In 1987, when Galina Teverovsky, above, gave birth to her baby girl, the Soviet authorities told her that the name she chose for her newborn, Asya, was unacceptable. The name needed to be an official one, authorized by the Soviet Union. Determined to name her baby after her best friend, she named her Anastasiya because it contained the name As[i]ya. It was clear to the new mother that one day she would leave Russia with her daughter. She wanted to go to a country that would not lie to her, where people are free to name their babies, travel without restrictions, and be Jewish without persecution. That day came. A year after the Soviet Union fell, five year-old Asya and her mother came to the United States, settling in Silver Spring, Maryland.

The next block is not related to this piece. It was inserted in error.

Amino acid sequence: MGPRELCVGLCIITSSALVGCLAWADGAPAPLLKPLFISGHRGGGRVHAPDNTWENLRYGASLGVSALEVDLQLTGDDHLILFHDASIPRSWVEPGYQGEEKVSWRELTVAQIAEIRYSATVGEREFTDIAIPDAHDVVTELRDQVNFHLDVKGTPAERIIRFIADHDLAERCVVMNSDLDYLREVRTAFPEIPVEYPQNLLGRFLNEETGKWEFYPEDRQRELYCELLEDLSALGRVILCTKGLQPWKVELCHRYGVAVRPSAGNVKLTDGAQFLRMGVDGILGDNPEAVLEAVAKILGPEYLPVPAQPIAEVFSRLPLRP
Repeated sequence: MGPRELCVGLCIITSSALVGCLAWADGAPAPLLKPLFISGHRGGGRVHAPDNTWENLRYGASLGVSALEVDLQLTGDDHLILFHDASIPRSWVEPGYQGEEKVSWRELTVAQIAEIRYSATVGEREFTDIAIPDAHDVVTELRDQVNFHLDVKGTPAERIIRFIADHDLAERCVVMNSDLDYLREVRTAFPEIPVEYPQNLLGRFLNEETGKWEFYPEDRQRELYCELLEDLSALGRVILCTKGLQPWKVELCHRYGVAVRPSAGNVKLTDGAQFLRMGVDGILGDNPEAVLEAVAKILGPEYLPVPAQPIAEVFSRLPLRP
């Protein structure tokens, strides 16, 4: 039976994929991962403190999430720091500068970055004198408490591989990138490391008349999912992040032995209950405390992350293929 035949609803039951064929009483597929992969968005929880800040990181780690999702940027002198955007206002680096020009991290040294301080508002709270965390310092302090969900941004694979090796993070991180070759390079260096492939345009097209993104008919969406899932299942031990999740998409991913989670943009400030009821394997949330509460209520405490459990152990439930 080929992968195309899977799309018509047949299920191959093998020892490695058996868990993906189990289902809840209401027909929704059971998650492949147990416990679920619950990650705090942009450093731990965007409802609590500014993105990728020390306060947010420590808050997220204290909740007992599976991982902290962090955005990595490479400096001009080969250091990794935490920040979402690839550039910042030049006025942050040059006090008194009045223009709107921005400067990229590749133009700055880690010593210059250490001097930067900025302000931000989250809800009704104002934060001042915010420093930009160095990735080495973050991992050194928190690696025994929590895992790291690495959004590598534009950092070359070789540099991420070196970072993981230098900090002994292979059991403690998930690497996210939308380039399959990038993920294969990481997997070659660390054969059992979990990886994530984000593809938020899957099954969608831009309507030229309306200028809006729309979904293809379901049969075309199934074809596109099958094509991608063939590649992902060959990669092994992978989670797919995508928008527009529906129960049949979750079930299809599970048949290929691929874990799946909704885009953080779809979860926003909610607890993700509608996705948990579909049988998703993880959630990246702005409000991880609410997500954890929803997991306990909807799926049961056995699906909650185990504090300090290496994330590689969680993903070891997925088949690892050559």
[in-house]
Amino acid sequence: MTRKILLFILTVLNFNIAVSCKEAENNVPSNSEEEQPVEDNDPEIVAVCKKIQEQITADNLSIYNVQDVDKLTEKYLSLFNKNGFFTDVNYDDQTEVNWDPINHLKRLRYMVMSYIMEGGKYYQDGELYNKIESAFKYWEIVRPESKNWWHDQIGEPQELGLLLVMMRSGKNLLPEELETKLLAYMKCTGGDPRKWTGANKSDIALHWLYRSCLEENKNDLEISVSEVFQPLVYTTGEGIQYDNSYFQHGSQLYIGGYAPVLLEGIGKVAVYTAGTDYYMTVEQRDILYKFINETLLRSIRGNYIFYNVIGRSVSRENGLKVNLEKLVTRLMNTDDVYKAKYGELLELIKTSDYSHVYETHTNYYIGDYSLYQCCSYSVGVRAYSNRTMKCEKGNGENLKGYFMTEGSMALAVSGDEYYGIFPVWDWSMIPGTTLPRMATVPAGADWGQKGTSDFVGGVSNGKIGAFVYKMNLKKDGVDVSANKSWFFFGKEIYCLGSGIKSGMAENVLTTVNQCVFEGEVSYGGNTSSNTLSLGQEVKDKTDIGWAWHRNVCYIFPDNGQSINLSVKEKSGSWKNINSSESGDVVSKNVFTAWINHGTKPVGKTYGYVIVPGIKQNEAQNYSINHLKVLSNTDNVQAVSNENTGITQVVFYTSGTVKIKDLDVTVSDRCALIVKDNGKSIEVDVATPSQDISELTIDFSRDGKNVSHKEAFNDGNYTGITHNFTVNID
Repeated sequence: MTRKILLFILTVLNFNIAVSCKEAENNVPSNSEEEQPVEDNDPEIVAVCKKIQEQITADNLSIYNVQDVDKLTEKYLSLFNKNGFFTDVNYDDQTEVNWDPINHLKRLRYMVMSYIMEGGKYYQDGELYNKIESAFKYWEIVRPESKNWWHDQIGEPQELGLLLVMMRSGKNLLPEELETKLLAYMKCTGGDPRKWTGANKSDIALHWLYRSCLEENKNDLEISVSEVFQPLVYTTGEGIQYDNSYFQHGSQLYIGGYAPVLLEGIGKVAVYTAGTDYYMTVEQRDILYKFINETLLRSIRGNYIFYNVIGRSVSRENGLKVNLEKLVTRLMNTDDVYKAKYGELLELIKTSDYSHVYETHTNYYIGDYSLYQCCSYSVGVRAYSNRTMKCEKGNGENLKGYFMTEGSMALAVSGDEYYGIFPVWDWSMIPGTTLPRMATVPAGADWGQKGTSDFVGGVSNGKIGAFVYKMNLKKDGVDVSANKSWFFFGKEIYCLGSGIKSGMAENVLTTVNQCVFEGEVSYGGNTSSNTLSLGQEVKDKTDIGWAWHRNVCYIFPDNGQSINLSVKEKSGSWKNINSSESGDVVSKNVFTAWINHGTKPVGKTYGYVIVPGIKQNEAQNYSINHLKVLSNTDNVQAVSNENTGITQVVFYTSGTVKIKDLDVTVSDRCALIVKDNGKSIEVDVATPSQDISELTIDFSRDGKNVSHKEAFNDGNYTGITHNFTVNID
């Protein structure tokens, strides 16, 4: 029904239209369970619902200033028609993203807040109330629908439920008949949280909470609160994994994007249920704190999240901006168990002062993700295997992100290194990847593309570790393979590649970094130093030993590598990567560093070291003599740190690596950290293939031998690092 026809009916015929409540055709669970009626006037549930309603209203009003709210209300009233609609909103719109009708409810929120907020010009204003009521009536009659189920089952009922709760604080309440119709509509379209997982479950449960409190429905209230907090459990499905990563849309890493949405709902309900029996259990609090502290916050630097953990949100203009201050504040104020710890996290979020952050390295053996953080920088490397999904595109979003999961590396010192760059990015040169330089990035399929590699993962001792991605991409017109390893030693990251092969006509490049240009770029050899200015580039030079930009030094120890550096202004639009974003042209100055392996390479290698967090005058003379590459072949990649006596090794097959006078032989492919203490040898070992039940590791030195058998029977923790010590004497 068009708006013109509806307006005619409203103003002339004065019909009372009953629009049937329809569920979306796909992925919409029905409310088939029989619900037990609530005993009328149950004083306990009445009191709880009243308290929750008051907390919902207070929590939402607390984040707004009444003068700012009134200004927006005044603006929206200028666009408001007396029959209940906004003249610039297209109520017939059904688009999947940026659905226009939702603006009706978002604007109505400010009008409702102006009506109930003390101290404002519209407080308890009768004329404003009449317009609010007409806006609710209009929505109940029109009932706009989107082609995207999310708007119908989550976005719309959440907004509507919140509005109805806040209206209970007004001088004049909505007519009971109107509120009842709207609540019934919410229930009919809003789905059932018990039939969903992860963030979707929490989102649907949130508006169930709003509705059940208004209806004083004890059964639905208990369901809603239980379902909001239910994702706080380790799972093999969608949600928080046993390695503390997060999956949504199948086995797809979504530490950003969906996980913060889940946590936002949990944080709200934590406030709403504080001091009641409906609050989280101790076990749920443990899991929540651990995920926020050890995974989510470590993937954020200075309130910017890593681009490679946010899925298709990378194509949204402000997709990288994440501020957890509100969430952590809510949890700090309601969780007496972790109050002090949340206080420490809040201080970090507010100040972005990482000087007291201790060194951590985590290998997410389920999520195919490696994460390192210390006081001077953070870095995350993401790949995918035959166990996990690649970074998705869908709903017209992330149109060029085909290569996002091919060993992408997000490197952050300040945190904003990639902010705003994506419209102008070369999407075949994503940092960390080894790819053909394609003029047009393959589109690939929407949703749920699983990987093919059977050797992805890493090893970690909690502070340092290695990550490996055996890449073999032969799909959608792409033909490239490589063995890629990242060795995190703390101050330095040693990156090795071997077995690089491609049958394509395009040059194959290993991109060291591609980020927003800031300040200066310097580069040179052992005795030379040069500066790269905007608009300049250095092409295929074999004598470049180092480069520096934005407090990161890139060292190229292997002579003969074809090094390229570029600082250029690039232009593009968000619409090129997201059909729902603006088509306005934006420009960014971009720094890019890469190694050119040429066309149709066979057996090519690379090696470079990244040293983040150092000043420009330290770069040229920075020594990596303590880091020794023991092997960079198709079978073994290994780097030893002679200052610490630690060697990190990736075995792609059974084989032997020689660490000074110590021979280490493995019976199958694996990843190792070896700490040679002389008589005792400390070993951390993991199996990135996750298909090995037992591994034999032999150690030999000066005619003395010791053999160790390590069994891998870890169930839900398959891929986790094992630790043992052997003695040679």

When we asked Asya to describe what she knows about the freedoms of people today in Russia compared to the past Soviet concepts she said that today people are still not allowed to assemble publicly, but the authorities do not attempt to squash every public gathering. It is not unheard of that there is limited tolerance for protesting, political satirizing and criticizing in newspapers and television shows, which are very different from Soviet concepts. A dramatic shift in tolerance was reported on May 6, 2017 in the New York Times . “Pro-Western liberals, hardline nationalists, gay-rights activists and other Kremlin opponents gathered in central Moscow on Saturday, seeking to revive a broad-based protest movement against President Vladimir V. Putin that was snuffed out five years ago by mass arrests and stiff jail sentences. The demonstrators chanted the one demand that unites their disparate causes: ‘Russia Without Putin!’” Authorities approved the protest ahead of time. Police did not try to break up the gathering. It was reported that several thousand people joined the opposition rally. Though they had various political and social agendas (gay rights, socialists, nationalists, and critics of the government who plan to resettle hundreds of thousands of residents, to name a few), they came together in peace. The police reported no incidences.